I discovered over time that some of the diggerspeak was composed of misunderstandings, misnomers, and made-up nonsense. One of the worst offenders was the term "local." The notion that buttons were made "locally" as an explanation for the lack of a maker's mark on the reverse was pure fancy. The term is still in use by many even though it is based on an assumption that has long since been proven incorrect.
Another that still pervades relicspeak is "martingale" to describe the heart-shaped plates that decorated the breast strap on a horse's tack. Martingale is actually the leather tack that controls head carriage, and the plate is merely a breast strap plate.
"Cape pin" is still in vogue, although I am convinced they were used as watch fobs. Maybe a few officers wore capes, but enlistedmen sure didn't. There are far too many excavated examples to attribute them to officer use only.
Other terms, such as "sabot" and "accoutrement" (which I first heard as "cootermint"), are mispronounced French words. But if you say sah-BOW or ah-coo-truh-MAW, you're likely to get some funny looks.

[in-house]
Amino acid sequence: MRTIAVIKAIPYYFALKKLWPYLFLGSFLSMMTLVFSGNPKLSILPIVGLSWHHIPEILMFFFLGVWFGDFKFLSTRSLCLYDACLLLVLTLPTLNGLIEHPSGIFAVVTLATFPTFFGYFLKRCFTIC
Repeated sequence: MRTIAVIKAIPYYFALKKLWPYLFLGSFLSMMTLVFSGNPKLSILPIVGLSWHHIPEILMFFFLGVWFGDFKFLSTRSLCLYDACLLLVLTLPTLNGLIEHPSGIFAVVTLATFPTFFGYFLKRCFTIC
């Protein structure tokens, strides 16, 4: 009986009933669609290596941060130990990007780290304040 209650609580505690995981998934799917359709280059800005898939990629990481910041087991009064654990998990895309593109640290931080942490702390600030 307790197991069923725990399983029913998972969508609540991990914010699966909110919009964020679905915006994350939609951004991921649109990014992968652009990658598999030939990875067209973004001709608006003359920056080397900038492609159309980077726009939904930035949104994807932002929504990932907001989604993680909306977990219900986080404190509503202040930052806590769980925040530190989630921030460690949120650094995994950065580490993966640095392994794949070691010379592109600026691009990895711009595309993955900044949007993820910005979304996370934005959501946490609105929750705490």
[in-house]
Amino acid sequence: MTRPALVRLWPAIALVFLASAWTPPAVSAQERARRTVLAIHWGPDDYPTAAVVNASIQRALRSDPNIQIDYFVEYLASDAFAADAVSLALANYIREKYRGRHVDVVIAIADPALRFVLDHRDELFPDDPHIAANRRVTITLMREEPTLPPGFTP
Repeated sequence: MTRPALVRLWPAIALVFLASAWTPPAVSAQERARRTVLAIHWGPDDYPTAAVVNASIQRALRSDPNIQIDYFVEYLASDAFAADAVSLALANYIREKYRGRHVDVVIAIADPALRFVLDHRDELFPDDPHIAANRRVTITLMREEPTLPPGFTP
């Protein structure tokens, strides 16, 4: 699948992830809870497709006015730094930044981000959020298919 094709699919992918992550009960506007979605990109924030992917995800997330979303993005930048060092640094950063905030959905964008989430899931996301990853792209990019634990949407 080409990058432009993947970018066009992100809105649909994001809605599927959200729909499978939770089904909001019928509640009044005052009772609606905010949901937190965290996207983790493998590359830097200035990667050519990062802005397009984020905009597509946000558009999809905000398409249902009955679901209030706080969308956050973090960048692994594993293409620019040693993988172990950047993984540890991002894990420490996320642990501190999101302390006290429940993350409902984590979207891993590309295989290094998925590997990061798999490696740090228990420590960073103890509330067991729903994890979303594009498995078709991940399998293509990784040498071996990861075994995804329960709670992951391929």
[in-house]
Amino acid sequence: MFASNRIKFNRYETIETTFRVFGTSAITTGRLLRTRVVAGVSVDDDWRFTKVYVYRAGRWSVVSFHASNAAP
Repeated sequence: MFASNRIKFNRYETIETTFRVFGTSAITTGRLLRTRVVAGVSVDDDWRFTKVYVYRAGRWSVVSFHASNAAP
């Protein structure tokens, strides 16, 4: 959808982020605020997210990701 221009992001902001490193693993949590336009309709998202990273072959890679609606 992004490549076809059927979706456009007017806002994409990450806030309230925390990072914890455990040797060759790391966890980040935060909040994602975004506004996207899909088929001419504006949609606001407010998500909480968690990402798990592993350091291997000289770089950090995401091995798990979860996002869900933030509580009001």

But while these days I wince at some of the more off-the-mark designations, back in the day I was anxious to fit in and attain fluency in southern relicspeak.
On my first visit to Harry's shop, he generously invited me to go detecting on weekdays with him whenever I wished to drive down from Maryland. I could hardly wait to learn more digging lingo from the old pro.
The following week I left home at dawn and drove down Route 1 toward Fredericksburg. I was anticipating finding some great relics and adding a few more words to my expanding digger's vocabulary.
On the way I stopped at an old-fashioned diner to have breakfast. The waitress asked what I wanted, and I said I'd like her best southern breakfast. She tucked her stubby pencil behind her ear and hollered over her shoulder, "Flop two over easy, slab of moo, let ‘em chew it, and heart attack on a rack."
She cracked her gum, barely glanced at my astonished expression, and asked, "You want looseners or whistleberries with that?"
Oh, no, I thought, here we go again.
—Pub. (Steve Sylvia)